For my birthday this year I asked that we simply spend the day together as a family – go to a movie and out to eat. The choices for movies were somewhat limited as I wanted our 5+ year old daughter to join in the fun. It was between Frankenweenie and Brave. I chose Frankenweenie.
A bit of a spoiler alert here: in the film a young boy brings his dead dog back to life. Logic follows that before the boy can bring the dog back to life, the dog actually has to die. And it does, in the first ten minutes of the film.
From the moment the dog dies through the end of the film our daughter begged to leave. She didn’t want to watch this. It was too much for her. Nick and I thought for sure the film would lighten up and it would be fun and she’d enjoy it. It didn’t. We forced our little girl to sit through the film to the very end. She curled up on my lap and hid her face for the last half of the film, sobbing that she wanted to leave. I’m not sure why I didn’t just say, let’s go. I was stuck in lack, for certain. We’d just paid a lot of money to get into the theater and a bunch more money on junk food. It was my special day, damn it. I wanted the day to be about me, my needs, my wants. And I honestly thought the film would get lighter and she’d enjoy it.
I didn’t listen to the needs of my girl.
She couldn’t get to sleep for the next several nights, and was up until midnight or 1am, fighting sleep, terrified of nightmares. The nightlight came back on in her room. She asked us why we didn’t listen to her, why I didn’t listen to her, why we didn’t leave. More traumatizing than the film itself was the fact that we, that I, didn’t listen to her, didn’t hear her, didn’t take care of her. We apologized, I apologized. We explained we thought it would get to be more fun. We told her we should have listened to her, regardless. We made a mistake. We were deeply sorry for our mistake and we would do better next time. Mama would do better next time.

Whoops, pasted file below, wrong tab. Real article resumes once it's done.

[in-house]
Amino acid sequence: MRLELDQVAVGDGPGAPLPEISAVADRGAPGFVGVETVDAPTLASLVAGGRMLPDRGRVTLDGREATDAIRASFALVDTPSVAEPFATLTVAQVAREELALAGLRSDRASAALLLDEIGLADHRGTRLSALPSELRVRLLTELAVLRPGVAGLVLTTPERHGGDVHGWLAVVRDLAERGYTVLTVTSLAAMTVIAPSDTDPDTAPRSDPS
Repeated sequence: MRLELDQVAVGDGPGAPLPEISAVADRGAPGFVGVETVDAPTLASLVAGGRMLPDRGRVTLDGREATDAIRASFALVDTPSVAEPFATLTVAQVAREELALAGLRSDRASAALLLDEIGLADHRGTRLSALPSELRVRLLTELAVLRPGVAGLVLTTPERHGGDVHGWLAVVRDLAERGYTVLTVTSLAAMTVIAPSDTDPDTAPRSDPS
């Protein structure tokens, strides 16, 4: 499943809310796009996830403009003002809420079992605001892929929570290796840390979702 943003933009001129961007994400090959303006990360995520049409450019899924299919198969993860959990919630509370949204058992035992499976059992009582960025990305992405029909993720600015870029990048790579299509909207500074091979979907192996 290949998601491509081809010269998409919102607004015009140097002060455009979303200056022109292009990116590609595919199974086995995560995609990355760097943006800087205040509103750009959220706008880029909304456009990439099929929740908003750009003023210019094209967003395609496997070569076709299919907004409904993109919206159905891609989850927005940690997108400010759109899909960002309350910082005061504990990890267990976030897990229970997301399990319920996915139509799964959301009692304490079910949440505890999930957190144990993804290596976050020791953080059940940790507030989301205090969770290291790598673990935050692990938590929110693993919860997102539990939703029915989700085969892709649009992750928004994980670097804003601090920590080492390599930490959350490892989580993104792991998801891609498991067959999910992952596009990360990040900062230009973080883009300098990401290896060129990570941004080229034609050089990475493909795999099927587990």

As these things work, there always is a next time. It’s the beauty of life: you always have a chance to do better, to make a different choice, to repair, to heal.
Today on a hike with some fellow unschoolers we saw salmon spawning in the stream. It was fun to watch and the kids were intrigued. At one stop along the way there was a large, headless, salmon. The kids looked at it and my daughter asked how it died. We said maybe a raccoon got it, or maybe it was just old and died. She apparently thought about this for a few hours, because on the way home, she started crying about the salmon.
She was so sad that she didn’t get to say good-bye to it. She was deeply feeling that the fish died alone, and that was the saddest feeling in the world to her. She didn’t want the fish to be alone. She wanted it to be remembered.
I told her we could go back to the park tomorrow to say good-bye. She then said we needed to have a marker, so we would always know where the salmon died. As the evening progressed we have decided to decorate a rock that we will take to the bridge where we saw the salmon. A marker. We will mark the bridge too in someway so that if the rock gets lost we will still know.
She was overwhelmed with the sadness for the fish of dying alone. It was beautiful to witness. It was beautiful to feel. It was beautiful to listen to my girl.
It was beautiful to give her the gift of listening, of honoring her deeply sensitive soul. It was amazing to let her feel and in those moments, feel myself, the profound sadness of death.
I am deeply feeling like my girl is. I was at her young age crying about the death of a ladybug. I remember being told “It’s just a bug. Nothing to be upset about” in a mocking, insensitive way. The adults didn’t understand me. I’ve hidden my sensitivity for a long time. I’ve been ashamed of it. Scared by it. Put up walls and hid.
I honored my girl today. By honoring her, I honored myself. By letting her express her deep sadness, her deep profound feeling, I healed the little girl in me who was mocked. I cried with my girl today about the death of the salmon. About the sadness of dying alone. We talked about heaven and how that fish can feel the love she’s sending out to it. It knows.
I had the opportunity to repair my relationship with my daughter today. I had the opportunity to repair my relationship with myself. I seized it. Thankfully, I seized it.